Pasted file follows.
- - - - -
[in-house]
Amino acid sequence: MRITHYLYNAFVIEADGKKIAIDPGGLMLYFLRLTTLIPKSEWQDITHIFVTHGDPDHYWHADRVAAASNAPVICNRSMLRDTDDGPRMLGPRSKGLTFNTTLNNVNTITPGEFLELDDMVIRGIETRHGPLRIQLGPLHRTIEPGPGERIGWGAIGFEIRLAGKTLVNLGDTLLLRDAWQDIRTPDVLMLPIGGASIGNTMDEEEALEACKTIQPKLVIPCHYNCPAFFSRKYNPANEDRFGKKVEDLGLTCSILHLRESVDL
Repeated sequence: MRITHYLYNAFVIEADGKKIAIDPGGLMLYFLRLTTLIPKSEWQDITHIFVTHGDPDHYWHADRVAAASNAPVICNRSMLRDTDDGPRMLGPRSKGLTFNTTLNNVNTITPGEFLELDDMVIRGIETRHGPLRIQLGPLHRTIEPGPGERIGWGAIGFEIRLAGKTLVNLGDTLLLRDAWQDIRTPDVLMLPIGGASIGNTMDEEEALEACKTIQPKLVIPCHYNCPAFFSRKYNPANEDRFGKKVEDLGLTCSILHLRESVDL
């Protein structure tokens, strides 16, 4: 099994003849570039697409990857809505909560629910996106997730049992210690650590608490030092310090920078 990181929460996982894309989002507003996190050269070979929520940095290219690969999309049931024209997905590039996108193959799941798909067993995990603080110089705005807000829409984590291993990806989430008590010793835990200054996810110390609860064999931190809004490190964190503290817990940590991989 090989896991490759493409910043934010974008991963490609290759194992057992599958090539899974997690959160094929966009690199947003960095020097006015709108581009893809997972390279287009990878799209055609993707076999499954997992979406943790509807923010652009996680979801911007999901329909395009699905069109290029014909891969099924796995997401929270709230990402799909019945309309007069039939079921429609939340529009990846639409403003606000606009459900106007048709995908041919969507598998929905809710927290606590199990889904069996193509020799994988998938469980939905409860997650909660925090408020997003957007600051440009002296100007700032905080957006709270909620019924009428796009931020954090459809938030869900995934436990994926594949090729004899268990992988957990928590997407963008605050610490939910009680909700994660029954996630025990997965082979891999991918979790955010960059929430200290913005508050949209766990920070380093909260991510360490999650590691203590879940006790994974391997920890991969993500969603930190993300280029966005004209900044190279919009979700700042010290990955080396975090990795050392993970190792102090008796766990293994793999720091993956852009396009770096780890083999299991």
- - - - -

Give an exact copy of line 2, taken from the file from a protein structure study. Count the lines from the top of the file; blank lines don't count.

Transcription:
Amino acid sequence: MRITHYLYNAFVIEADGKKIAIDPGGLMLYFLRLTTLIPKSEWQDITHIFVTHGDPDHYWHADRVAAASNAPVICNRSMLRDTDDGPRMLGPRSKGLTFNTTLNNVNTITPGEFLELDDMVIRGIETRHGPLRIQLGPLHRTIEPGPGERIGWGAIGFEIRLAGKTLVNLGDTLLLRDAWQDIRTPDVLMLPIGGASIGNTMDEEEALEACKTIQPKLVIPCHYNCPAFFSRKYNPANEDRFGKKVEDLGLTCSILHLRESVDL